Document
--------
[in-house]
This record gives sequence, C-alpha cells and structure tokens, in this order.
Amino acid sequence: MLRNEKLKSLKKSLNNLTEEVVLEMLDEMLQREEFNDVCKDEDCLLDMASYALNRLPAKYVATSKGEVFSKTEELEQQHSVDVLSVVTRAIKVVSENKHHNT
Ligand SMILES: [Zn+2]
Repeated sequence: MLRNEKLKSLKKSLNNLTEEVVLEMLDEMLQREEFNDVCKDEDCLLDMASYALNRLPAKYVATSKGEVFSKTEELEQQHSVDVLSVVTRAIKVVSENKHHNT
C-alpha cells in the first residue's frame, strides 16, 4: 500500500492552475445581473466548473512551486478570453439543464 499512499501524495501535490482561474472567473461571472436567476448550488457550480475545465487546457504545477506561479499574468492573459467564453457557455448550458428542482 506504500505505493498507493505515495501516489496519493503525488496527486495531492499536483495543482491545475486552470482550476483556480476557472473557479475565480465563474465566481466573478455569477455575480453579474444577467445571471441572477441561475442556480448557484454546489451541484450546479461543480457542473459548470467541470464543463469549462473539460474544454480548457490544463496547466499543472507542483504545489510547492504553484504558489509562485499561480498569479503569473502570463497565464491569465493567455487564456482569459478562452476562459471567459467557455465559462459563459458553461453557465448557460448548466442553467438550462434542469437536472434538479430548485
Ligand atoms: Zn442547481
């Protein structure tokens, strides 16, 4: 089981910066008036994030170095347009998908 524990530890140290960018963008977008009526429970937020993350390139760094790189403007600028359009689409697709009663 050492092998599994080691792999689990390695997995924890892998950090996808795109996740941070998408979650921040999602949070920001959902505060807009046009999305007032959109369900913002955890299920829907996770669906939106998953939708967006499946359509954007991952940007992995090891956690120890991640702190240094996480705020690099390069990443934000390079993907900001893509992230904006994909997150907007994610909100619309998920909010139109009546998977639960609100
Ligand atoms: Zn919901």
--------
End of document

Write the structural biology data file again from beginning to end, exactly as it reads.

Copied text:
[in-house]
This record gives sequence, C-alpha cells and structure tokens, in this order.
Amino acid sequence: MLRNEKLKSLKKSLNNLTEEVVLEMLDEMLQREEFNDVCKDEDCLLDMASYALNRLPAKYVATSKGEVFSKTEELEQQHSVDVLSVVTRAIKVVSENKHHNT
Ligand SMILES: [Zn+2]
Repeated sequence: MLRNEKLKSLKKSLNNLTEEVVLEMLDEMLQREEFNDVCKDEDCLLDMASYALNRLPAKYVATSKGEVFSKTEELEQQHSVDVLSVVTRAIKVVSENKHHNT
C-alpha cells in the first residue's frame, strides 16, 4: 500500500492552475445581473466548473512551486478570453439543464 499512499501524495501535490482561474472567473461571472436567476448550488457550480475545465487546457504545477506561479499574468492573459467564453457557455448550458428542482 506504500505505493498507493505515495501516489496519493503525488496527486495531492499536483495543482491545475486552470482550476483556480476557472473557479475565480465563474465566481466573478455569477455575480453579474444577467445571471441572477441561475442556480448557484454546489451541484450546479461543480457542473459548470467541470464543463469549462473539460474544454480548457490544463496547466499543472507542483504545489510547492504553484504558489509562485499561480498569479503569473502570463497565464491569465493567455487564456482569459478562452476562459471567459467557455465559462459563459458553461453557465448557460448548466442553467438550462434542469437536472434538479430548485
Ligand atoms: Zn442547481
């Protein structure tokens, strides 16, 4: 089981910066008036994030170095347009998908 524990530890140290960018963008977008009526429970937020993350390139760094790189403007600028359009689409697709009663 050492092998599994080691792999689990390695997995924890892998950090996808795109996740941070998408979650921040999602949070920001959902505060807009046009999305007032959109369900913002955890299920829907996770669906939106998953939708967006499946359509954007991952940007992995090891956690120890991640702190240094996480705020690099390069990443934000390079993907900001893509992230904006994909997150907007994610909100619309998920909010139109009546998977639960609100
Ligand atoms: Zn919901």